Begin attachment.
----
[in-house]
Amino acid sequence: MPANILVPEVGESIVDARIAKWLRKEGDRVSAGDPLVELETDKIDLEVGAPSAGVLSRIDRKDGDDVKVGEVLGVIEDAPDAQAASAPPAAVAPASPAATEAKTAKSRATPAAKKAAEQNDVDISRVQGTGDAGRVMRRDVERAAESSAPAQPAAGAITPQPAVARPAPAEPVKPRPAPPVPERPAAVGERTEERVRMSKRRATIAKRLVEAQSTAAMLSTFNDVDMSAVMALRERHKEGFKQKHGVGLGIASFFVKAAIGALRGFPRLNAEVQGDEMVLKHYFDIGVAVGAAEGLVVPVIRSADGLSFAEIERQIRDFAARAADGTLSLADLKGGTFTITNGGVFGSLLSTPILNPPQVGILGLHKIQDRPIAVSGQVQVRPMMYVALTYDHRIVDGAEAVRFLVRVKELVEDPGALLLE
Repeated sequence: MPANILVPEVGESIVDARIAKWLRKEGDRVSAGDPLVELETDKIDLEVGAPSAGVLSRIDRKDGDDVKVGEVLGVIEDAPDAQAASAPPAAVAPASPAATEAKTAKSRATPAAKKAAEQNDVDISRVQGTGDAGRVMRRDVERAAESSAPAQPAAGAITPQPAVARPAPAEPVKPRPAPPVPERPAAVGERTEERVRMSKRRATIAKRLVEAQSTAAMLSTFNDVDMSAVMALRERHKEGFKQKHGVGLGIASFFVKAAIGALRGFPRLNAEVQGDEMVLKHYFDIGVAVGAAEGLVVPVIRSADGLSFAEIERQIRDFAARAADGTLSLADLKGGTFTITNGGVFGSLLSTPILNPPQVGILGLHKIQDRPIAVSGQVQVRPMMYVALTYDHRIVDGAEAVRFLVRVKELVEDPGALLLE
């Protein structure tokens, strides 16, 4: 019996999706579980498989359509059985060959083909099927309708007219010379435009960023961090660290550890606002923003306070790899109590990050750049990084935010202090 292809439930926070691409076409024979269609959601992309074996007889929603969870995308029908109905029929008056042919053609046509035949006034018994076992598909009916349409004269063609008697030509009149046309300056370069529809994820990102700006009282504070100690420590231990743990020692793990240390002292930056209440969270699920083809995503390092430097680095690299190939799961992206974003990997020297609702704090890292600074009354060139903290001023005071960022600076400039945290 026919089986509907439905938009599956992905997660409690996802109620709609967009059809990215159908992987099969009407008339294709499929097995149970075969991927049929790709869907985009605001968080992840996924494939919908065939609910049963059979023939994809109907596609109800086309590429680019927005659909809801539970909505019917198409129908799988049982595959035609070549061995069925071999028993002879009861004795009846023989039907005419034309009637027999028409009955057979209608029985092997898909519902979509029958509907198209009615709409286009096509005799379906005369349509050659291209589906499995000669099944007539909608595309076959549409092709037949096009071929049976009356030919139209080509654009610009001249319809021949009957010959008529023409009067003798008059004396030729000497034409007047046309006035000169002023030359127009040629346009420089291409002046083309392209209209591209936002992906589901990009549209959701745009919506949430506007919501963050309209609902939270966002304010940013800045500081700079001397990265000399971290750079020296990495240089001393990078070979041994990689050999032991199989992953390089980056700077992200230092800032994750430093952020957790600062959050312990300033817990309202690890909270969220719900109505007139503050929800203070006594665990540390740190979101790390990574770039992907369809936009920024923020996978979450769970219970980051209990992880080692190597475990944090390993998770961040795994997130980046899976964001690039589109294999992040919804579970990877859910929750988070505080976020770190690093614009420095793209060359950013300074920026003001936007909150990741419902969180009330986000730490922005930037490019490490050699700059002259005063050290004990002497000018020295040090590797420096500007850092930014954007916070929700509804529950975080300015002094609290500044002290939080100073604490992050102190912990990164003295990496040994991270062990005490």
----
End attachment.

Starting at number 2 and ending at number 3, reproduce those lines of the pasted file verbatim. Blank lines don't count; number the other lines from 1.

Amino acid sequence: MPANILVPEVGESIVDARIAKWLRKEGDRVSAGDPLVELETDKIDLEVGAPSAGVLSRIDRKDGDDVKVGEVLGVIEDAPDAQAASAPPAAVAPASPAATEAKTAKSRATPAAKKAAEQNDVDISRVQGTGDAGRVMRRDVERAAESSAPAQPAAGAITPQPAVARPAPAEPVKPRPAPPVPERPAAVGERTEERVRMSKRRATIAKRLVEAQSTAAMLSTFNDVDMSAVMALRERHKEGFKQKHGVGLGIASFFVKAAIGALRGFPRLNAEVQGDEMVLKHYFDIGVAVGAAEGLVVPVIRSADGLSFAEIERQIRDFAARAADGTLSLADLKGGTFTITNGGVFGSLLSTPILNPPQVGILGLHKIQDRPIAVSGQVQVRPMMYVALTYDHRIVDGAEAVRFLVRVKELVEDPGALLLE
Repeated sequence: MPANILVPEVGESIVDARIAKWLRKEGDRVSAGDPLVELETDKIDLEVGAPSAGVLSRIDRKDGDDVKVGEVLGVIEDAPDAQAASAPPAAVAPASPAATEAKTAKSRATPAAKKAAEQNDVDISRVQGTGDAGRVMRRDVERAAESSAPAQPAAGAITPQPAVARPAPAEPVKPRPAPPVPERPAAVGERTEERVRMSKRRATIAKRLVEAQSTAAMLSTFNDVDMSAVMALRERHKEGFKQKHGVGLGIASFFVKAAIGALRGFPRLNAEVQGDEMVLKHYFDIGVAVGAAEGLVVPVIRSADGLSFAEIERQIRDFAARAADGTLSLADLKGGTFTITNGGVFGSLLSTPILNPPQVGILGLHKIQDRPIAVSGQVQVRPMMYVALTYDHRIVDGAEAVRFLVRVKELVEDPGALLLE